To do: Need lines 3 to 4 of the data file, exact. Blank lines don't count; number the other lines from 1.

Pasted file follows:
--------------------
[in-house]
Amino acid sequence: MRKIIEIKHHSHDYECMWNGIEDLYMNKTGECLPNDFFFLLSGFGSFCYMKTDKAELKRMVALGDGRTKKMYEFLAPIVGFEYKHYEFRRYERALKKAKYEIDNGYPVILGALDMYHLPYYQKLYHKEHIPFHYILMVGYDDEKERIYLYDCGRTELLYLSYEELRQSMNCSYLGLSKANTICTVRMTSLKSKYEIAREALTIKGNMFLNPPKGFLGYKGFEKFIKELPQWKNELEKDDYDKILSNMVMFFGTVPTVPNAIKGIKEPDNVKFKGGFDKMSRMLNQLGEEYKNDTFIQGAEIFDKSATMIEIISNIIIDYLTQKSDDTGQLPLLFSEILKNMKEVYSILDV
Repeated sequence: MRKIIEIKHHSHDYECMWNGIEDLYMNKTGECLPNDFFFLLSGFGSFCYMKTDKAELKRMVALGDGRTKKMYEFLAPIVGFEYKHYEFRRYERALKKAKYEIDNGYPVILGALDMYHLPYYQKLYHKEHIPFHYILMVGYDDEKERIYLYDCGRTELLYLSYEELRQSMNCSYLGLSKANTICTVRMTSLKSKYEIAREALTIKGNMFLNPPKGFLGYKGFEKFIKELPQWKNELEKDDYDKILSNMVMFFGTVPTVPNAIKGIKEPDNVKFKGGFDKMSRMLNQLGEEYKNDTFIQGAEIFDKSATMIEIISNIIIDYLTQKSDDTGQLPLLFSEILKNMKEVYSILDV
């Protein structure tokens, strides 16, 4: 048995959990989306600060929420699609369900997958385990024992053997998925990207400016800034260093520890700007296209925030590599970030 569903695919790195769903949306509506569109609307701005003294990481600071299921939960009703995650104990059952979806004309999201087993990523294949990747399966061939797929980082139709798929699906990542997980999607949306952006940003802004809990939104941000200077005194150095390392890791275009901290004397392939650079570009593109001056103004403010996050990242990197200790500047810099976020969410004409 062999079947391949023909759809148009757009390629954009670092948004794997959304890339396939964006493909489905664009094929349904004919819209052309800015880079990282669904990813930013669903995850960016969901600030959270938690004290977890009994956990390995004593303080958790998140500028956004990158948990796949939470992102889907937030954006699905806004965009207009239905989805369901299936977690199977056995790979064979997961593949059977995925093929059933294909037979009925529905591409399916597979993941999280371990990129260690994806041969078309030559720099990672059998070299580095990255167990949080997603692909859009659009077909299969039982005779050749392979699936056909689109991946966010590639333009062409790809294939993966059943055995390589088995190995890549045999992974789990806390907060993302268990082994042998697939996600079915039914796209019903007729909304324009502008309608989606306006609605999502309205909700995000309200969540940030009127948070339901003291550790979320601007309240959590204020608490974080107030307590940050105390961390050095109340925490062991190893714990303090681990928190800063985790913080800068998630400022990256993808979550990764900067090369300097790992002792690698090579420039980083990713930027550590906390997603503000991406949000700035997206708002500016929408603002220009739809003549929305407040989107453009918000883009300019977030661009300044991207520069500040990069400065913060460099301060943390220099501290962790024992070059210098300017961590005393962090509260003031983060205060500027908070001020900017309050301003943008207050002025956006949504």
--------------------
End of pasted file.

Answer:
Repeated sequence: MRKIIEIKHHSHDYECMWNGIEDLYMNKTGECLPNDFFFLLSGFGSFCYMKTDKAELKRMVALGDGRTKKMYEFLAPIVGFEYKHYEFRRYERALKKAKYEIDNGYPVILGALDMYHLPYYQKLYHKEHIPFHYILMVGYDDEKERIYLYDCGRTELLYLSYEELRQSMNCSYLGLSKANTICTVRMTSLKSKYEIAREALTIKGNMFLNPPKGFLGYKGFEKFIKELPQWKNELEKDDYDKILSNMVMFFGTVPTVPNAIKGIKEPDNVKFKGGFDKMSRMLNQLGEEYKNDTFIQGAEIFDKSATMIEIISNIIIDYLTQKSDDTGQLPLLFSEILKNMKEVYSILDV
């Protein structure tokens, strides 16, 4: 048995959990989306600060929420699609369900997958385990024992053997998925990207400016800034260093520890700007296209925030590599970030 569903695919790195769903949306509506569109609307701005003294990481600071299921939960009703995650104990059952979806004309999201087993990523294949990747399966061939797929980082139709798929699906990542997980999607949306952006940003802004809990939104941000200077005194150095390392890791275009901290004397392939650079570009593109001056103004403010996050990242990197200790500047810099976020969410004409 062999079947391949023909759809148009757009390629954009670092948004794997959304890339396939964006493909489905664009094929349904004919819209052309800015880079990282669904990813930013669903995850960016969901600030959270938690004290977890009994956990390995004593303080958790998140500028956004990158948990796949939470992102889907937030954006699905806004965009207009239905989805369901299936977690199977056995790979064979997961593949059977995925093929059933294909037979009925529905591409399916597979993941999280371990990129260690994806041969078309030559720099990672059998070299580095990255167990949080997603692909859009659009077909299969039982005779050749392979699936056909689109991946966010590639333009062409790809294939993966059943055995390589088995190995890549045999992974789990806390907060993302268990082994042998697939996600079915039914796209019903007729909304324009502008309608989606306006609605999502309205909700995000309200969540940030009127948070339901003291550790979320601007309240959590204020608490974080107030307590940050105390961390050095109340925490062991190893714990303090681990928190800063985790913080800068998630400022990256993808979550990764900067090369300097790992002792690698090579420039980083990713930027550590906390997603503000991406949000700035997206708002500016929408603002220009739809003549929305407040989107453009918000883009300019977030661009300044991207520069500040990069400065913060460099301060943390220099501290962790024992070059210098300017961590005393962090509260003031983060205060500027908070001020900017309050301003943008207050002025956006949504």